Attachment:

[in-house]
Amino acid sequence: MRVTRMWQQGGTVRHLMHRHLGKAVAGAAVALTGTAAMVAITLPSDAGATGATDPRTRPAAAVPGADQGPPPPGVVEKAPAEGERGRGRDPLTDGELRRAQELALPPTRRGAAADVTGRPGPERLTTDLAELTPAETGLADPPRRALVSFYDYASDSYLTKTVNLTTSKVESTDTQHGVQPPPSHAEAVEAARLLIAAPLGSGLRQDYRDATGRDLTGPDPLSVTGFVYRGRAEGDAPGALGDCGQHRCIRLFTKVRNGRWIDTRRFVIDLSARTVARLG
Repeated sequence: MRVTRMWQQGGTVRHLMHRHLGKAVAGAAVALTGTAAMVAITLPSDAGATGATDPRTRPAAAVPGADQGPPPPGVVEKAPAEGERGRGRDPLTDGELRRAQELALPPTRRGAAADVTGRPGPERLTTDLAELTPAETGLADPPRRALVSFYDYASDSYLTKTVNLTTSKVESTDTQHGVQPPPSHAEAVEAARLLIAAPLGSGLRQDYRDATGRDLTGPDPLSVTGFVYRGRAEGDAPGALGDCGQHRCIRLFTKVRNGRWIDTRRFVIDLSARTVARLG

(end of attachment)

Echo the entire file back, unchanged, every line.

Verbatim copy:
[in-house]
Amino acid sequence: MRVTRMWQQGGTVRHLMHRHLGKAVAGAAVALTGTAAMVAITLPSDAGATGATDPRTRPAAAVPGADQGPPPPGVVEKAPAEGERGRGRDPLTDGELRRAQELALPPTRRGAAADVTGRPGPERLTTDLAELTPAETGLADPPRRALVSFYDYASDSYLTKTVNLTTSKVESTDTQHGVQPPPSHAEAVEAARLLIAAPLGSGLRQDYRDATGRDLTGPDPLSVTGFVYRGRAEGDAPGALGDCGQHRCIRLFTKVRNGRWIDTRRFVIDLSARTVARLG
Repeated sequence: MRVTRMWQQGGTVRHLMHRHLGKAVAGAAVALTGTAAMVAITLPSDAGATGATDPRTRPAAAVPGADQGPPPPGVVEKAPAEGERGRGRDPLTDGELRRAQELALPPTRRGAAADVTGRPGPERLTTDLAELTPAETGLADPPRRALVSFYDYASDSYLTKTVNLTTSKVESTDTQHGVQPPPSHAEAVEAARLLIAAPLGSGLRQDYRDATGRDLTGPDPLSVTGFVYRGRAEGDAPGALGDCGQHRCIRLFTKVRNGRWIDTRRFVIDLSARTVARLG